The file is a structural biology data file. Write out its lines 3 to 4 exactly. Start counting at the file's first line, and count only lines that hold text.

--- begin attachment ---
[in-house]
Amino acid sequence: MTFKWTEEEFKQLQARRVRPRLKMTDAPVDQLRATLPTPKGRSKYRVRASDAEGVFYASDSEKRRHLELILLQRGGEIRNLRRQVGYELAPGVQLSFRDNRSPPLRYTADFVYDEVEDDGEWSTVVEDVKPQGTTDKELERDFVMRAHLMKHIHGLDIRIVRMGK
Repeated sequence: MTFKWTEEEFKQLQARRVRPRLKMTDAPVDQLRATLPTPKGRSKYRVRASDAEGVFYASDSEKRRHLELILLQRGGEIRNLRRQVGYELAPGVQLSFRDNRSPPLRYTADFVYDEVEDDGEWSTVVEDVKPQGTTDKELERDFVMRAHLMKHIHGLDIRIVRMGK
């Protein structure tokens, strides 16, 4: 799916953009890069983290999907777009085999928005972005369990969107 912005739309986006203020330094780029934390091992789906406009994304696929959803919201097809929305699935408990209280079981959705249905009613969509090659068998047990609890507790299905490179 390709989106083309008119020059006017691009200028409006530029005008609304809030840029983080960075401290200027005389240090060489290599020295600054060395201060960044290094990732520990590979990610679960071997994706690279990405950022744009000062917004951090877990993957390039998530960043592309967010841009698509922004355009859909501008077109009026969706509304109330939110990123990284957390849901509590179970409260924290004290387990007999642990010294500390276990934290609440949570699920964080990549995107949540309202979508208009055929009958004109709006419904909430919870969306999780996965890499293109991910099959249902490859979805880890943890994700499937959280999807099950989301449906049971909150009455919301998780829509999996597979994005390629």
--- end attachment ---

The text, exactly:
Repeated sequence: MTFKWTEEEFKQLQARRVRPRLKMTDAPVDQLRATLPTPKGRSKYRVRASDAEGVFYASDSEKRRHLELILLQRGGEIRNLRRQVGYELAPGVQLSFRDNRSPPLRYTADFVYDEVEDDGEWSTVVEDVKPQGTTDKELERDFVMRAHLMKHIHGLDIRIVRMGK
């Protein structure tokens, strides 16, 4: 799916953009890069983290999907777009085999928005972005369990969107 912005739309986006203020330094780029934390091992789906406009994304696929959803919201097809929305699935408990209280079981959705249905009613969509090659068998047990609890507790299905490179 390709989106083309008119020059006017691009200028409006530029005008609304809030840029983080960075401290200027005389240090060489290599020295600054060395201060960044290094990732520990590979990610679960071997994706690279990405950022744009000062917004951090877990993957390039998530960043592309967010841009698509922004355009859909501008077109009026969706509304109330939110990123990284957390849901509590179970409260924290004290387990007999642990010294500390276990934290609440949570699920964080990549995107949540309202979508208009055929009958004109709006419904909430919870969306999780996965890499293109991910099959249902490859979805880890943890994700499937959280999807099950989301449906049971909150009455919301998780829509999996597979994005390629």